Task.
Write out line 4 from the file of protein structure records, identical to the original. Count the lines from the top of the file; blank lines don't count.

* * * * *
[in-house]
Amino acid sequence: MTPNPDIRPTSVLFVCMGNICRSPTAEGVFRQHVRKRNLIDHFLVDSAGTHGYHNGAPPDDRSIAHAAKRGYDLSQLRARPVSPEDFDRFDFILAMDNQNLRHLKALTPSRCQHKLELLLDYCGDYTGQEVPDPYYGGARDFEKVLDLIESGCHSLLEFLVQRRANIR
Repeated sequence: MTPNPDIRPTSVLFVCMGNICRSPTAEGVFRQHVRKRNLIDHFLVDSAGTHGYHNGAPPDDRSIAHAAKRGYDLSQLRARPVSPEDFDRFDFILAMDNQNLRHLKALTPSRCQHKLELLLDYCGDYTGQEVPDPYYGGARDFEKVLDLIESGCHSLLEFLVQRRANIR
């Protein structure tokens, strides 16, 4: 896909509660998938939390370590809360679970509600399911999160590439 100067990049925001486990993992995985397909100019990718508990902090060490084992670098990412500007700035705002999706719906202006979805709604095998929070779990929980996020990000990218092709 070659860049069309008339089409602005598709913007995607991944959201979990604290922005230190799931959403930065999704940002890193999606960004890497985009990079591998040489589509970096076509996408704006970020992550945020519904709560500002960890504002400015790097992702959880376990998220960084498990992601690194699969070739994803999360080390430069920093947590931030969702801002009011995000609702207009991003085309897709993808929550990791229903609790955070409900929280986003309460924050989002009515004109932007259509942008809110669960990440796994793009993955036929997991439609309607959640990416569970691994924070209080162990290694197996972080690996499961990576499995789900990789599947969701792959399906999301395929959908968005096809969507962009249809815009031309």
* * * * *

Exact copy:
């Protein structure tokens, strides 16, 4: 896909509660998938939390370590809360679970509600399911999160590439 100067990049925001486990993992995985397909100019990718508990902090060490084992670098990412500007700035705002999706719906202006979805709604095998929070779990929980996020990000990218092709 070659860049069309008339089409602005598709913007995607991944959201979990604290922005230190799931959403930065999704940002890193999606960004890497985009990079591998040489589509970096076509996408704006970020992550945020519904709560500002960890504002400015790097992702959880376990998220960084498990992601690194699969070739994803999360080390430069920093947590931030969702801002009011995000609702207009991003085309897709993808929550990791229903609790955070409900929280986003309460924050989002009515004109932007259509942008809110669960990440796994793009993955036929997991439609309607959640990416569970691994924070209080162990290694197996972080690996499961990576499995789900990789599947969701792959399906999301395929959908968005096809969507962009249809815009031309």